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Seagen and Astellas Announce Phase 3 Trial Results Demonstrating Survival Advantage of PADCEV® (enfortumab vedotin-ejfv) in Patients with Previously Treated Advanced Urothelial Cancer

2021年02月13日 AM04:15
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BOTHELL, Wash. & TOKYO

Seagen Inc. (Nasdaq:SGEN) and Astellas Pharma Inc. (TSE: 4503, President and CEO: Kenji Yasukawa, Ph.D., “Astellas”) today announced primary results from the phase 3 EV-301 trial comparing PADCEV® (enfortumab vedotin-ejfv) to chemotherapy in adult patients with locally advanced or metastatic urothelial cancer who were previously treated with platinum-based chemotherapy and a PD-1/L1 inhibitor. At the time of pre-specified interim analysis, patients who received PADCEV in the trial lived a median of 3.9 months longer than those who received chemotherapy. Median overall survival was 12.9 vs. 9.0 months, respectively (HR=0.70 [95 percent Confidence Interval (CI): 0.56-0.89], p=0.001). For patients in the PADCEV arm of the trial, maculopapular rash, fatigue and decreased neutrophil count were the most frequent Grade 3 or greater treatment-related adverse events (TRAEs) occurring in more than 5 percent of patients.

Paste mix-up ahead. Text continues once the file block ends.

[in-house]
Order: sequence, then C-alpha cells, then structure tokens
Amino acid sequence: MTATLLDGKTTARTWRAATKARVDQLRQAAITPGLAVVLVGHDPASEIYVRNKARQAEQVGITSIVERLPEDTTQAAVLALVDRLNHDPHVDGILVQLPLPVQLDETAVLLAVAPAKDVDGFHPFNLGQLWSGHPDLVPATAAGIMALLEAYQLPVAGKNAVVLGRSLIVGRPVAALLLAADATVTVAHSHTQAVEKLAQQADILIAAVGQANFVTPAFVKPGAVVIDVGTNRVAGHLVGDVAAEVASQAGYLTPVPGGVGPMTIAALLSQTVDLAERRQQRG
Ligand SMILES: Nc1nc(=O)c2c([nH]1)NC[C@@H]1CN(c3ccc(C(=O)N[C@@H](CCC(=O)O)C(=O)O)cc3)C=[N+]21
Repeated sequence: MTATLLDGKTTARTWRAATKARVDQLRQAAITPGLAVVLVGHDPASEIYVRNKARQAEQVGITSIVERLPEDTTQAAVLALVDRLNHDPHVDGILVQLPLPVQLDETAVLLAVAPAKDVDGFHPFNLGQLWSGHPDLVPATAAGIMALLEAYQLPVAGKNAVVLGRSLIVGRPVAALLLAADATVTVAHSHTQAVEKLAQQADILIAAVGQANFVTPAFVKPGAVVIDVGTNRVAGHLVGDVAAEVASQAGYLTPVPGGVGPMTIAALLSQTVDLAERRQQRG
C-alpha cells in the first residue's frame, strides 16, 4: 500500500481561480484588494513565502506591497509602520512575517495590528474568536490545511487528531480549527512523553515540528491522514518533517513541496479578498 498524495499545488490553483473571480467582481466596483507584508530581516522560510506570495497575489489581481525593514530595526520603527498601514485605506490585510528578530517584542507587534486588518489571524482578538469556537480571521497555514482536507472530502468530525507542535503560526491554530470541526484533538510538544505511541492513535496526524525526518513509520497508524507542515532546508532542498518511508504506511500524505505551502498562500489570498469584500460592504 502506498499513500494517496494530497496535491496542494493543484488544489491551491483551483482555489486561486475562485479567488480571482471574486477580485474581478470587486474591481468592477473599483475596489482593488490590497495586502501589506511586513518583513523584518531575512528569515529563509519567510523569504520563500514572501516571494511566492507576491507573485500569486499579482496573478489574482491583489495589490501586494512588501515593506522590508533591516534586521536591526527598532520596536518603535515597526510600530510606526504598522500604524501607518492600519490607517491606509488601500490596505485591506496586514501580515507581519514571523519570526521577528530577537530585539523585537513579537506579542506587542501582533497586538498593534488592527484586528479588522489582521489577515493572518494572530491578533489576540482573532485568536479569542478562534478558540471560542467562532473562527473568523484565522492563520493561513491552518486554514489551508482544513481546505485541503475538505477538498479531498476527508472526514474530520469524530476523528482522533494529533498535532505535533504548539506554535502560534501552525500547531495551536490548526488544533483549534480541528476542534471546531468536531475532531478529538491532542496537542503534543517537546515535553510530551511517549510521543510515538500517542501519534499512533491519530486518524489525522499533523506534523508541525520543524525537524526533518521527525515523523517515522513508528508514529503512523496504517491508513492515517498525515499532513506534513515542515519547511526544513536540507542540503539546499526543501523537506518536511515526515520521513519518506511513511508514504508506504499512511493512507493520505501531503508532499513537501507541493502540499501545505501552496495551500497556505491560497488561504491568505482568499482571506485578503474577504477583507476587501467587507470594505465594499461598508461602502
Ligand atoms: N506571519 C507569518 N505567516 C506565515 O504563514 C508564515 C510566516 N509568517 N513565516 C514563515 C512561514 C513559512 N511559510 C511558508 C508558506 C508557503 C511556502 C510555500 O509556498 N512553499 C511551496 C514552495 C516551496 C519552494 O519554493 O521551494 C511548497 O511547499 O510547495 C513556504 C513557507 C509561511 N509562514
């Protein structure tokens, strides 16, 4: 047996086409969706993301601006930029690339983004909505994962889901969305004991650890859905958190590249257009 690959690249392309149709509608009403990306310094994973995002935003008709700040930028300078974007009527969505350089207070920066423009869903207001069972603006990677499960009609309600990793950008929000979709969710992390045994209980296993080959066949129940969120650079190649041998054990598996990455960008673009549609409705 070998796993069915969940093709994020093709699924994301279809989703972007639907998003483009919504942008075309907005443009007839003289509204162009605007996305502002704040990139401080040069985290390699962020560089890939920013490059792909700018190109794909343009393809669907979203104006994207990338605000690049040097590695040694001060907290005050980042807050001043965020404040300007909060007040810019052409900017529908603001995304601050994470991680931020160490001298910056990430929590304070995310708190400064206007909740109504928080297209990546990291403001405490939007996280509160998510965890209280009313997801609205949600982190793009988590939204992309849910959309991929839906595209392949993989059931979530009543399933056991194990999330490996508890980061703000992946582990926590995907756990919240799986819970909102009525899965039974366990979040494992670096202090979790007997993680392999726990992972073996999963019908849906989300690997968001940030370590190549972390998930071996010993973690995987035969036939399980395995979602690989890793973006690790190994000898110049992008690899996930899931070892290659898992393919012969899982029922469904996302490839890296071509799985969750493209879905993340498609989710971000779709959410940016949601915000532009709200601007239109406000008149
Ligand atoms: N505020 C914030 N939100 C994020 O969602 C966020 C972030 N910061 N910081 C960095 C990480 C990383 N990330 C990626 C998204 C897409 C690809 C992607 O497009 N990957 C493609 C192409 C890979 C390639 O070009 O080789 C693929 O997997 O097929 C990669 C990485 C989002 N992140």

Urothelial cancer is the most common type of bladder cancer and can also be found in the renal pelvis, ureter and urethra.1

The findings were published in the New England Journal of Medicine and presented during the virtual scientific program of the 2021 American Society of Clinical Oncology Genitourinary Cancers Symposium (ASCO GU) (Abstract 393).